Disclaimer: We do not condone the use of illegal psychedelic drugs where substances are deemed so. This article is written solely for educational and informational purposes.
Microdosing is popular among Silicon Valley executives, psychonauts, and moms trying to stay calm after a long day of caring. If you’re a seasoned macrodoser, you may be curious about sub-perceptual doses. You may be fresh to psychedelic exploration and want to test the waters and reap the advantages. First, it is important to analyze whether or not you personally would be someone that could benefit from microdosing psychedelics and what traits could potentially make you a good or bad candidate.
The growing interest in psychedelic substances, particularly from the medical community, is an undeniable phenomenon. These drugs are increasingly recognized for their potential in bringing about significant, lasting improvements in mental health, particularly in patients dealing with treatment-resistant depression. Microdosing, a practice involving the consumption of a small fraction of a typical psychedelic dose, has become a focus of interest.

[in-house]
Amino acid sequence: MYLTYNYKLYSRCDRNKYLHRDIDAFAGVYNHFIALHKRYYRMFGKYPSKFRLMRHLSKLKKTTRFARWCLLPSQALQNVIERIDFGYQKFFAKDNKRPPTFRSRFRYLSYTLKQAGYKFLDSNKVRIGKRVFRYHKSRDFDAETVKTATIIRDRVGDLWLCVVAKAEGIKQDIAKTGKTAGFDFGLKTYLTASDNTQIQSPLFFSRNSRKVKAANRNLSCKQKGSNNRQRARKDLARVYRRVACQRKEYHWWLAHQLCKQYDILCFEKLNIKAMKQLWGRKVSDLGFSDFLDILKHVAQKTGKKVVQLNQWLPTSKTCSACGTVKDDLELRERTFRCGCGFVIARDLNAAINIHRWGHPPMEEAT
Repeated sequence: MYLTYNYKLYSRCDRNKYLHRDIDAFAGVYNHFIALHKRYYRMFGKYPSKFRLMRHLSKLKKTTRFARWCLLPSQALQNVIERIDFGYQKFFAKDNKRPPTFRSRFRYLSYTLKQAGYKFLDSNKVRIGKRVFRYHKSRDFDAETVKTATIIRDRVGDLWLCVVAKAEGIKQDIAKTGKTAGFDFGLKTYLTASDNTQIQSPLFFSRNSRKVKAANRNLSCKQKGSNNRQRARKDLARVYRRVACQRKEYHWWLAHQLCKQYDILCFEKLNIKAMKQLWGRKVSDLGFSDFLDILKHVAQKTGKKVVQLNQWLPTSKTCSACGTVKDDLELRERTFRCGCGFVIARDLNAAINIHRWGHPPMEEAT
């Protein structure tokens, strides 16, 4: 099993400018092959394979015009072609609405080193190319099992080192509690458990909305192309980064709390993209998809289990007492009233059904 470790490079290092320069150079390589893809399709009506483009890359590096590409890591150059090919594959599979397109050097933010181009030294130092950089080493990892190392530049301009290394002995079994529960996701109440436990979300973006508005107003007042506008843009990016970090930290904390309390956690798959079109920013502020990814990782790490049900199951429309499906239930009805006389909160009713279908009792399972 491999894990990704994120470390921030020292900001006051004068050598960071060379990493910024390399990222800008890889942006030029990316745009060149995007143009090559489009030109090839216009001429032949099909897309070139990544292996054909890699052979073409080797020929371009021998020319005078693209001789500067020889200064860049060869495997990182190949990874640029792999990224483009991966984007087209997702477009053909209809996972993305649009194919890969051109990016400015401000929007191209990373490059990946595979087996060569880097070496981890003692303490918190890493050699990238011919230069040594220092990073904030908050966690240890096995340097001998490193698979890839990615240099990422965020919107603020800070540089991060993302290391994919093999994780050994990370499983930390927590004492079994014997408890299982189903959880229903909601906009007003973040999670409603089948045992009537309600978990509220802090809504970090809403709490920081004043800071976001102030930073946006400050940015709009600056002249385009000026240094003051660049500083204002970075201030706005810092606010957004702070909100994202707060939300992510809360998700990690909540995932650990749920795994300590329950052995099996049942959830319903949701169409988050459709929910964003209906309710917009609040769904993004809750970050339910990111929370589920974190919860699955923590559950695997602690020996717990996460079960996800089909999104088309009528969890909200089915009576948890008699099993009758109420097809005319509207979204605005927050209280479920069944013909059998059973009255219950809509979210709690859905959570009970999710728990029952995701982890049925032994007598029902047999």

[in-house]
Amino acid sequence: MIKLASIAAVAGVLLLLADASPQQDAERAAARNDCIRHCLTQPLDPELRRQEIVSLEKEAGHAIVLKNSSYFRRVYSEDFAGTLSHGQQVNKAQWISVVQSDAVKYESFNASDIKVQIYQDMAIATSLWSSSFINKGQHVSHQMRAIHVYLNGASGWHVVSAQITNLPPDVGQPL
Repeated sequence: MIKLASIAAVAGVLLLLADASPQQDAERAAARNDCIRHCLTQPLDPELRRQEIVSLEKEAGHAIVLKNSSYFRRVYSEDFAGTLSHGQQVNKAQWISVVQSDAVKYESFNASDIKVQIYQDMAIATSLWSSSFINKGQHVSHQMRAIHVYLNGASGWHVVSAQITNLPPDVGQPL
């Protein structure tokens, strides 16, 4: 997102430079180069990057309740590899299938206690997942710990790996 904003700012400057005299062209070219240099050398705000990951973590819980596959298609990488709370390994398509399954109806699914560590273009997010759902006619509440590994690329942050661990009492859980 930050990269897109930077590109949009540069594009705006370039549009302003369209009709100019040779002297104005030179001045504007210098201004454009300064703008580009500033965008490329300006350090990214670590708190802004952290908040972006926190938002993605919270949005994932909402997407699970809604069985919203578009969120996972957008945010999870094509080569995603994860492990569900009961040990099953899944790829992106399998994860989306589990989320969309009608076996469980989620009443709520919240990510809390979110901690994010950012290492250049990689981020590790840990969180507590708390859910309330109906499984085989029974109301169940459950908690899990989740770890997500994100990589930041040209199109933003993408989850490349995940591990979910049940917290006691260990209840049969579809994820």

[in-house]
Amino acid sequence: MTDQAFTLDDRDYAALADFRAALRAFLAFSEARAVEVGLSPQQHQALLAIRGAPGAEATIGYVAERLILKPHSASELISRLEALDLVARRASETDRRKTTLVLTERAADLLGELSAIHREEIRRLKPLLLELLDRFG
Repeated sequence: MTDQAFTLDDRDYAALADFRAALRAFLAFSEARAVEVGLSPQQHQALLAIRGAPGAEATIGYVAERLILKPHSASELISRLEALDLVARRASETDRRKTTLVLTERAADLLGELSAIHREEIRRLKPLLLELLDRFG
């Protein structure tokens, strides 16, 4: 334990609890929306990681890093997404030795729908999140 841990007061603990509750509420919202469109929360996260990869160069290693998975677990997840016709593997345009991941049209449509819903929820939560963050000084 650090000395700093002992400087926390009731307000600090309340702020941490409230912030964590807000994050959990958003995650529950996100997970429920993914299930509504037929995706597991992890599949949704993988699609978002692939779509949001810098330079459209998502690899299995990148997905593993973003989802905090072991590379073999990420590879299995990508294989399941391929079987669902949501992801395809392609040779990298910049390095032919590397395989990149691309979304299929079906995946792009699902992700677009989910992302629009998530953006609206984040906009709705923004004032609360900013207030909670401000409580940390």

The idea behind microdosing is that, by consuming such a tiny, subperceptual dose, one doesn’t experience a full-blown “trip” or hallucination. Instead, many users report subtle enhancements in mood, creativity, focus, productivity, and empathy. However, it’s worth questioning whether this is truly the effect of the substance or an “expectancy effect.” The expectancy effect suggests that if a person believes strongly that a daily pill will make them happier and smarter, they may feel just that, regardless of what the pill actually contains.
So, what exactly is microdosing?